The deputy prime minister of Vietnam wants to set up rules for digital assets

When it comes to the crypto market, Vietnam has had a love and hate relationship with it. In the past, the country has both allowed and banned the use of Bitcoin.

The deputy prime minister of Vietnam, Le Minh Khai, has sent a letter to the finance ministry. He wants them to look into and change laws to make the digital asset market legal.

As of March 23, the Deputy Prime Minister has told the Ministry of Finance to take on the main responsibility for setting up a legal framework for the crypto market. The reported list of instructions includes the names of specific legal documents that need to be changed or added to.

As a next step, Vietnam Net reported that the Finance ministry would work with the ministries of Justice, Information and Communications and the State Bank of Vietnam to come up with rules for the digital asset market.

The three ministries and the central bank will look into a lot of different legal things about digital assets and how they might change the economy.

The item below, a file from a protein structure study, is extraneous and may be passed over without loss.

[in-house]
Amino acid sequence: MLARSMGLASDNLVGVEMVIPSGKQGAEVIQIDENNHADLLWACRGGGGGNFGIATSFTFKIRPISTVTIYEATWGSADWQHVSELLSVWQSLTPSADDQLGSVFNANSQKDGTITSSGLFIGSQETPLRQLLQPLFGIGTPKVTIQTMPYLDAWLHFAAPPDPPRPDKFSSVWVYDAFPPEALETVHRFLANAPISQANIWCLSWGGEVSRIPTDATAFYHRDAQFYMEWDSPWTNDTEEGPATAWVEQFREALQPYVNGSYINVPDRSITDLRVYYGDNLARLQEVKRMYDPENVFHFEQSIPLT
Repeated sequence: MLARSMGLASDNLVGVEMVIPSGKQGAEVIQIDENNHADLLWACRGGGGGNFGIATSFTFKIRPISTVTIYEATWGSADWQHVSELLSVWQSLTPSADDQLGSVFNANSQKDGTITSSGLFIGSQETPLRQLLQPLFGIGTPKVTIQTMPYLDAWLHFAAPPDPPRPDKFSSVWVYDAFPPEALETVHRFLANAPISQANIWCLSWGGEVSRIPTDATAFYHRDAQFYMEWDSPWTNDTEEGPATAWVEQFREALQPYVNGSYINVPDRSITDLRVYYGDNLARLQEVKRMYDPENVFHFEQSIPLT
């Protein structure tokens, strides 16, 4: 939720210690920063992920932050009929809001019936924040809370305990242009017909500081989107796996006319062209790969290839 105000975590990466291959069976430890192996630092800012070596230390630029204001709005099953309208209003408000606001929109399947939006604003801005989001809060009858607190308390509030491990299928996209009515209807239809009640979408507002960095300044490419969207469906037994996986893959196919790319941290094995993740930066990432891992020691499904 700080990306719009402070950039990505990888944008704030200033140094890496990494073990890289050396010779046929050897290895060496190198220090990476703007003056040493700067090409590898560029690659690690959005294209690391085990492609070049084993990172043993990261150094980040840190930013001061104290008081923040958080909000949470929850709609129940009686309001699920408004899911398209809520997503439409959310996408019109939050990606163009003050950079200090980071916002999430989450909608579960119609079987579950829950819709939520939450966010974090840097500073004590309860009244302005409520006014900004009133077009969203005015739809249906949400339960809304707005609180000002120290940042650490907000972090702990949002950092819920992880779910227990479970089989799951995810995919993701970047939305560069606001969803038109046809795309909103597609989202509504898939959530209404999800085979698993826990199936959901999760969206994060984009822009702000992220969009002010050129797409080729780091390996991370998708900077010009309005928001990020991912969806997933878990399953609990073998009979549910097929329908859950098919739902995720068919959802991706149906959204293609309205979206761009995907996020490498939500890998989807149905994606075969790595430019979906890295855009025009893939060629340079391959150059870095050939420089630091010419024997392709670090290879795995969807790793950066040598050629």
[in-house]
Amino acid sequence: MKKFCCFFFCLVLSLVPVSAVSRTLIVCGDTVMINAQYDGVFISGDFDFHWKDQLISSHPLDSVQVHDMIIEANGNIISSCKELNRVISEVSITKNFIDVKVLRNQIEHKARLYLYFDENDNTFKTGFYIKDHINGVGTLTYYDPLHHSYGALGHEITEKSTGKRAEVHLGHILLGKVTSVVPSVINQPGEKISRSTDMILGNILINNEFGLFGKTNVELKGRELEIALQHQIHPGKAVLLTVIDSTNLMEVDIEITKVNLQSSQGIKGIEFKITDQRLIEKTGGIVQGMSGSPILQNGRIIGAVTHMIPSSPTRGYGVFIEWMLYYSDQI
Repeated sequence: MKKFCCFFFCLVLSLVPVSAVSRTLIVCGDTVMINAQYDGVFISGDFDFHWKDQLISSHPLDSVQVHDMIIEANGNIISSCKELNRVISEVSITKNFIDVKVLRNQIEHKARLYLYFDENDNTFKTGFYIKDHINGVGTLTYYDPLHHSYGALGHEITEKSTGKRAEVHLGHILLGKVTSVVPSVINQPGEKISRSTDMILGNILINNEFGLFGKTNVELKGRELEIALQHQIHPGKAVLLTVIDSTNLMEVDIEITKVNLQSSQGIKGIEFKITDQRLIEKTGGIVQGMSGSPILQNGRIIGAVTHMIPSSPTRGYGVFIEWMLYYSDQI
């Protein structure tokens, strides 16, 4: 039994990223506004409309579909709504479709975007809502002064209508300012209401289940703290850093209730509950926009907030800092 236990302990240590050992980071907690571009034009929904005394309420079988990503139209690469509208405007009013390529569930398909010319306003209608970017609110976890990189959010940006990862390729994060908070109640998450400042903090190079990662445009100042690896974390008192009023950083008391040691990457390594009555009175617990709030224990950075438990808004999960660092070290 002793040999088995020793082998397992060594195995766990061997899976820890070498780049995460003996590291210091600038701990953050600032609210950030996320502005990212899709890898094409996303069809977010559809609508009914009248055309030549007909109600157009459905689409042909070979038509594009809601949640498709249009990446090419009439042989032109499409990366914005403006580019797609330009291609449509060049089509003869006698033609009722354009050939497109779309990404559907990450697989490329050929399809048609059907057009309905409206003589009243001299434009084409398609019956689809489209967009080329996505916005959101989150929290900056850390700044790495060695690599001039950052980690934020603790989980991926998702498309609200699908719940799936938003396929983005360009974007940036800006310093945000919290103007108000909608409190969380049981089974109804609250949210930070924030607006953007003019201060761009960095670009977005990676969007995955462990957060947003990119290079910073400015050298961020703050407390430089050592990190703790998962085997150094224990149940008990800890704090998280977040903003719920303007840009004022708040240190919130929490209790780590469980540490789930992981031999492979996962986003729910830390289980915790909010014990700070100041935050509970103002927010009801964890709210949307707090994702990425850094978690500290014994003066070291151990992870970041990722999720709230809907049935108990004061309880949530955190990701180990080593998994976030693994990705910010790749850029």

The new rules for the digital asset market will be based on the “Decision 1255” made by the prime minister in August 2017. It was in 2017 that Decision 1255 was made. It approved the plan to make a legal framework for “virtual assets, digital currencies, and virtual currencies.”

People in Vietnam aren’t always sure how to deal with crypto over the last few years. In 2014, the South East Asian country banned Bitcoin transactions. In 2017, the then Prime Minister, Nguyen Xuan Phuc, approved Bitcoin as a form of payment. It was again banned as a way to pay in 2018.

Vietnam’s government then set up a crypto research group in 2020, which was charged with studying the virtual asset market and coming up with legal policy ideas.

Even though there isn’t a lot of law about the crypto market in Vietnam, the country has the highest percentage of crypto owners in the world. According to Finder’s report on crypto ownership, Vietnam is the country with the highest percentage of people who own crypto.

The large number of people in Vietnam who own crypto and the rise in popularity and use of cryptocurrencies in Asia may have led the government to call for the development of a legal framework for the new market.

Disclaimer: These are the writer’s opinions and should not be considered investment advice. Readers should do their own research.

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